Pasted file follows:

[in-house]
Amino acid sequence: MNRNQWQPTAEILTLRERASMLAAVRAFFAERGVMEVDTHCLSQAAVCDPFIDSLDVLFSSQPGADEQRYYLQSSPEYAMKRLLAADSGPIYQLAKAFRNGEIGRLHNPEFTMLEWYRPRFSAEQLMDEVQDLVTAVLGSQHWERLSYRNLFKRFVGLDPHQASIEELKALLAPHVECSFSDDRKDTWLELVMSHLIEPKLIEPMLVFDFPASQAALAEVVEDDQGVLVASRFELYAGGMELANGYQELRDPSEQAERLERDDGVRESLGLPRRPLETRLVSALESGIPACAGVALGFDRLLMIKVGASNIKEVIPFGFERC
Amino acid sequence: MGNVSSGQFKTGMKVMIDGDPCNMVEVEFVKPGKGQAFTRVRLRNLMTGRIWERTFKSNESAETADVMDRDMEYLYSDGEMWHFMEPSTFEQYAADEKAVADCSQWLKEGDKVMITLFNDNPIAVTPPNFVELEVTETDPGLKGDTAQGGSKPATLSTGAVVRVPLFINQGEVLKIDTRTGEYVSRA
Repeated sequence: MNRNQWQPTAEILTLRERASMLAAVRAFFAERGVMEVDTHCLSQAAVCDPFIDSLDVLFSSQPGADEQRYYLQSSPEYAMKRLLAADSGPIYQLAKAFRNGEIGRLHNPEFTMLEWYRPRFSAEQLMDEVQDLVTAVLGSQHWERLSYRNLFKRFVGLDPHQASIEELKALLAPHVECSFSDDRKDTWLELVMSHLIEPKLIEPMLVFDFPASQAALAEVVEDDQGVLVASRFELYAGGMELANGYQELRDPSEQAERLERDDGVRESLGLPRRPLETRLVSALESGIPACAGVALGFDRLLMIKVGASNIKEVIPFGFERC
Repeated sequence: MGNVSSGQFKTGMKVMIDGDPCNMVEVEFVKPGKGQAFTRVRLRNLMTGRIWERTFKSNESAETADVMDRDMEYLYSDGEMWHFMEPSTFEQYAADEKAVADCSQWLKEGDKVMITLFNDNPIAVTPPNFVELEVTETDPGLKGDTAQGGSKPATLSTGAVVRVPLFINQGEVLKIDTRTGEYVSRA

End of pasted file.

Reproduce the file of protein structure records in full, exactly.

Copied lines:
[in-house]
Amino acid sequence: MNRNQWQPTAEILTLRERASMLAAVRAFFAERGVMEVDTHCLSQAAVCDPFIDSLDVLFSSQPGADEQRYYLQSSPEYAMKRLLAADSGPIYQLAKAFRNGEIGRLHNPEFTMLEWYRPRFSAEQLMDEVQDLVTAVLGSQHWERLSYRNLFKRFVGLDPHQASIEELKALLAPHVECSFSDDRKDTWLELVMSHLIEPKLIEPMLVFDFPASQAALAEVVEDDQGVLVASRFELYAGGMELANGYQELRDPSEQAERLERDDGVRESLGLPRRPLETRLVSALESGIPACAGVALGFDRLLMIKVGASNIKEVIPFGFERC
Amino acid sequence: MGNVSSGQFKTGMKVMIDGDPCNMVEVEFVKPGKGQAFTRVRLRNLMTGRIWERTFKSNESAETADVMDRDMEYLYSDGEMWHFMEPSTFEQYAADEKAVADCSQWLKEGDKVMITLFNDNPIAVTPPNFVELEVTETDPGLKGDTAQGGSKPATLSTGAVVRVPLFINQGEVLKIDTRTGEYVSRA
Repeated sequence: MNRNQWQPTAEILTLRERASMLAAVRAFFAERGVMEVDTHCLSQAAVCDPFIDSLDVLFSSQPGADEQRYYLQSSPEYAMKRLLAADSGPIYQLAKAFRNGEIGRLHNPEFTMLEWYRPRFSAEQLMDEVQDLVTAVLGSQHWERLSYRNLFKRFVGLDPHQASIEELKALLAPHVECSFSDDRKDTWLELVMSHLIEPKLIEPMLVFDFPASQAALAEVVEDDQGVLVASRFELYAGGMELANGYQELRDPSEQAERLERDDGVRESLGLPRRPLETRLVSALESGIPACAGVALGFDRLLMIKVGASNIKEVIPFGFERC
Repeated sequence: MGNVSSGQFKTGMKVMIDGDPCNMVEVEFVKPGKGQAFTRVRLRNLMTGRIWERTFKSNESAETADVMDRDMEYLYSDGEMWHFMEPSTFEQYAADEKAVADCSQWLKEGDKVMITLFNDNPIAVTPPNFVELEVTETDPGLKGDTAQGGSKPATLSTGAVVRVPLFINQGEVLKIDTRTGEYVSRA